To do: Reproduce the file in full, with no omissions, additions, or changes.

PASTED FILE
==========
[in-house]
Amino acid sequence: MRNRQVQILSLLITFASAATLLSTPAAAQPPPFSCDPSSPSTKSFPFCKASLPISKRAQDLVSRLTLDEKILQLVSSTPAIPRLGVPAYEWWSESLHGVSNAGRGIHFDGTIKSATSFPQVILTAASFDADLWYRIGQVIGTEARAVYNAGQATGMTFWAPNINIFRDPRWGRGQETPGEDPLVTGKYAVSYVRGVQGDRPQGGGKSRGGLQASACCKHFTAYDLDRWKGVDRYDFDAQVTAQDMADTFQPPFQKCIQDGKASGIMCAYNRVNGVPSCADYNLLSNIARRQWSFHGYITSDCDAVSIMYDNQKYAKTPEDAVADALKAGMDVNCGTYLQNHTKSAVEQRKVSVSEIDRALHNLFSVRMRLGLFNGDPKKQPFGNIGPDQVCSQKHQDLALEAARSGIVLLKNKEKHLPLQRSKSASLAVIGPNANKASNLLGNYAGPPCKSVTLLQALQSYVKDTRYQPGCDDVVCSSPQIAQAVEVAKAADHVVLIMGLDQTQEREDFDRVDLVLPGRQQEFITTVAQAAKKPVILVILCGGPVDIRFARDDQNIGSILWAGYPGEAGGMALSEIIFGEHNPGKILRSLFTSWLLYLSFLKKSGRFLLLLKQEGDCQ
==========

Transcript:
[in-house]
Amino acid sequence: MRNRQVQILSLLITFASAATLLSTPAAAQPPPFSCDPSSPSTKSFPFCKASLPISKRAQDLVSRLTLDEKILQLVSSTPAIPRLGVPAYEWWSESLHGVSNAGRGIHFDGTIKSATSFPQVILTAASFDADLWYRIGQVIGTEARAVYNAGQATGMTFWAPNINIFRDPRWGRGQETPGEDPLVTGKYAVSYVRGVQGDRPQGGGKSRGGLQASACCKHFTAYDLDRWKGVDRYDFDAQVTAQDMADTFQPPFQKCIQDGKASGIMCAYNRVNGVPSCADYNLLSNIARRQWSFHGYITSDCDAVSIMYDNQKYAKTPEDAVADALKAGMDVNCGTYLQNHTKSAVEQRKVSVSEIDRALHNLFSVRMRLGLFNGDPKKQPFGNIGPDQVCSQKHQDLALEAARSGIVLLKNKEKHLPLQRSKSASLAVIGPNANKASNLLGNYAGPPCKSVTLLQALQSYVKDTRYQPGCDDVVCSSPQIAQAVEVAKAADHVVLIMGLDQTQEREDFDRVDLVLPGRQQEFITTVAQAAKKPVILVILCGGPVDIRFARDDQNIGSILWAGYPGEAGGMALSEIIFGEHNPGKILRSLFTSWLLYLSFLKKSGRFLLLLKQEGDCQ